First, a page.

Pearl gave him a dubious look, chewing a finger. "Are you sure? You looked kinda funny for a second there."
"Just thinkin', missy. Don't worry, I'm not slacking off!" He gave the desk an extra-enthusiastic polish to prove his point, knocking over the lamp in the process. "Oops..."
Pearl winced at the crash, and again at the not-quite-stifled groan from Phoenix in the next room. She liked Gumshoe a lot, even if she didn't always remember his name, but she had to admit that he was, well, pretty clumsy. It seemed especially bad today, though. She'd counted three spilled cups of coffee, one torn curtain, two knocked-over trash cans, one paperweight dropped and lost in a heating vent--that one was to her profit, actually, as he'd given her fifty yen to keep it a secret--eight minutes spent staring off into space, and now, one broken lamp, all in the single hour she'd been at the office.
As he began sweeping up the remains of the unfortunate appliance, she added one tummy growl to the tally. She thought that one over, then brightened, figuring it out. "Are you hungry, Mister Detective?"
Gumshoe jerked in surprise, glass fragments jittering out of the dustpan at the motion. Recovering, he smiled at her again and resumed sweeping. "Yeah, maybe a little, pal."
Pearl pulled herself up to sit on the edge of the desk and swung her legs idly, a guilty pleasure taught to her by Maya. "What'd you have for breakfast?"
"I, uh...skipped it." He straightened up, tipped the glass into the trash, careful not to knock it over this time.
"Wow, you must have had a big dinner last night!"
Gumshoe cringed a bit, bracing himself to absorb the wrath of Pearl. "Skipped that, too."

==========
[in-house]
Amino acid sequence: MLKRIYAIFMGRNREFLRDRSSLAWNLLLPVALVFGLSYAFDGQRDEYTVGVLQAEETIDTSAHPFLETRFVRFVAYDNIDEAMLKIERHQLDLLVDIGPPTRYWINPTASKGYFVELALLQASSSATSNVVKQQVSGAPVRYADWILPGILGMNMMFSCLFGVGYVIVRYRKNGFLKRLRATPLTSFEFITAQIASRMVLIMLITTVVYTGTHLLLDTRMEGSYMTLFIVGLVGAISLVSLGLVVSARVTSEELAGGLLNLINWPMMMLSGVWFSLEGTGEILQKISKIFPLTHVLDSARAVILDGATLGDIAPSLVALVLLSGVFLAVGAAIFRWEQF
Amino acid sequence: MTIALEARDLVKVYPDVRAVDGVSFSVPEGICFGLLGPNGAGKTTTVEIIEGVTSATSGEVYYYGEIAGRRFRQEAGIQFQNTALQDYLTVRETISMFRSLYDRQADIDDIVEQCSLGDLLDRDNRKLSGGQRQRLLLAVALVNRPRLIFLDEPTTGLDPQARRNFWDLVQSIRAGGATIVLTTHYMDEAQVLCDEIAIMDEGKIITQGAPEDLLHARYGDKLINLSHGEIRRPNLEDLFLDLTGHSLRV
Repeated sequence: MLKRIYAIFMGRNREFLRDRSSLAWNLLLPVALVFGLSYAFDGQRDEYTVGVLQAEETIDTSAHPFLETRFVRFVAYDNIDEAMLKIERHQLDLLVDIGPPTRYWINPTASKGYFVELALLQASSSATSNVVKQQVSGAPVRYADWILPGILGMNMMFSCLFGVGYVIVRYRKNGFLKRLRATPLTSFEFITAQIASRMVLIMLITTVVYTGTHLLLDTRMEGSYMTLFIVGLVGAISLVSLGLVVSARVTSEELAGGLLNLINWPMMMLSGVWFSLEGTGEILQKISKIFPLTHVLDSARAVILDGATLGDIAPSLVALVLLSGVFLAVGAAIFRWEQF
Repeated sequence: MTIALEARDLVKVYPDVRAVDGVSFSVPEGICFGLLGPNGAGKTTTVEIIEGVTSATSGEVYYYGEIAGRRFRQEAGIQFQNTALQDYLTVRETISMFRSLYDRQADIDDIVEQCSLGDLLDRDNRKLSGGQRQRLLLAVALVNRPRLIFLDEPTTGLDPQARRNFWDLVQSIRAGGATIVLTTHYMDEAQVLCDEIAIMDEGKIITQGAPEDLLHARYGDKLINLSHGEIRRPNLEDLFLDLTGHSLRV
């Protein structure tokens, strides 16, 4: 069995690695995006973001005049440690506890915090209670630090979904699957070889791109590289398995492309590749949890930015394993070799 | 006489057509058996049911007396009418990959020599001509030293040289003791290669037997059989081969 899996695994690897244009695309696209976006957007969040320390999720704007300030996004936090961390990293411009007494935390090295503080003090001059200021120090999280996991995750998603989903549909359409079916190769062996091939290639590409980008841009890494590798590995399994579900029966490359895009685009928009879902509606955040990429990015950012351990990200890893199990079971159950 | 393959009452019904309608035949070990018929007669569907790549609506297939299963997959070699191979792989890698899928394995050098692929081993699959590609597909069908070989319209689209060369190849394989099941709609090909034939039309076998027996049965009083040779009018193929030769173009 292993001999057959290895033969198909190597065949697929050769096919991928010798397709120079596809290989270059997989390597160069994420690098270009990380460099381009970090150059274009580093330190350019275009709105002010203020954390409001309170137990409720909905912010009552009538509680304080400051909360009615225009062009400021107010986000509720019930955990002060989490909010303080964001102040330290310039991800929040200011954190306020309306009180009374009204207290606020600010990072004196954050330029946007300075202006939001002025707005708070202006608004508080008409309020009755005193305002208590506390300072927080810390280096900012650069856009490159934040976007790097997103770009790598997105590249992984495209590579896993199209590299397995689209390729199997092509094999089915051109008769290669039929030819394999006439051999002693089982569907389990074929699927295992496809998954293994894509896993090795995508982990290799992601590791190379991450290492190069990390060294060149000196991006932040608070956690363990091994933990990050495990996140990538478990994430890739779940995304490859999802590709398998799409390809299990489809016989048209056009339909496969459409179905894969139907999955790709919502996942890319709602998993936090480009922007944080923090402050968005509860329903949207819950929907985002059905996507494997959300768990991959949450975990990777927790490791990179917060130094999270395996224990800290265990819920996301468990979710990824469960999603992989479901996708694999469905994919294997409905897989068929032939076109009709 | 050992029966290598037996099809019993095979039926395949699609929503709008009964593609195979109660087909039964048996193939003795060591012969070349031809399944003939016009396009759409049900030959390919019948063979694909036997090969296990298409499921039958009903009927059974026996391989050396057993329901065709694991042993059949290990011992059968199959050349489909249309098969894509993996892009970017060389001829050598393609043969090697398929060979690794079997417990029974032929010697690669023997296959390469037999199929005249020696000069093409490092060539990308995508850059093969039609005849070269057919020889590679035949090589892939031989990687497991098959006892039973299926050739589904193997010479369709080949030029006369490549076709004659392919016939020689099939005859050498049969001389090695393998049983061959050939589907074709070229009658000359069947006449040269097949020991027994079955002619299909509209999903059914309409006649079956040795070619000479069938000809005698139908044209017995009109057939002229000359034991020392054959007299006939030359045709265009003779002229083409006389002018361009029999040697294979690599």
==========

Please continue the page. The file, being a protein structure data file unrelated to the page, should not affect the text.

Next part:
"But...!" Shock quickly turned to righteous indignance, and Pearl puffed up as only a scolding eight-year-old girl can. "You have to eat something right now!"
"Hey, I can afford to miss a few meals, kiddo," he laughed nervously.
"No, you can't! You'll never grow up big and strong if you don't eat breakfast!" Pearl jumped down and tugged at his sleeve, digging her heels in in an attempt to drag him to the door. "Let's go get something to eat right now!"
Gumshoe hesitated a moment, then stooped. "Wanna know a secret, pal?"
Pearl hesitated in turn. "Like the paperweight?"
"Kinda." He stood long enough to kick the door closed, although he was pretty sure Phoenix had nodded off again. He seemed a lot more tired now that Gumshoe was working for him, a fact that Gumshoe wondered about briefly before turning attention back to Pearl. "You know I don't work for the Police Department anymore, since Miss von Karma, uh, got mad, right?"
Pearl nodded. "That's why you're here."
"Yeah, it's why I'm here. Only I don't wanna mooch off Mr. Wright more than I have to, see?" He brightened, although Pearl noted that it was an awfully tired smile. "So I'm savin' my money for important things."
"But...eating is the most important thing of all!"
He patted his stomach lightly. "Don't worry, kiddo. I've got plenty here to last me a few days, see?"
Pearl stood in silence for a long moment, staring at the floor. Then, in a sudden flurry of determination, she dug into her pocket.
Gumshoe tilted his head curiously. "Whatcha got, missy?"
With brows fiercely furrowed, Pearl produced the fifty yen he had given her. "I'll give this back...but only if you get something to eat with it!"
Confusion slipped into a smile, slipped into a chortle, slipped into a hearty laugh that filled the entire office, and Gumshoe hoisted Pearl onto his shoulders. "Accepted, pal, but only if you join me for breakfast!"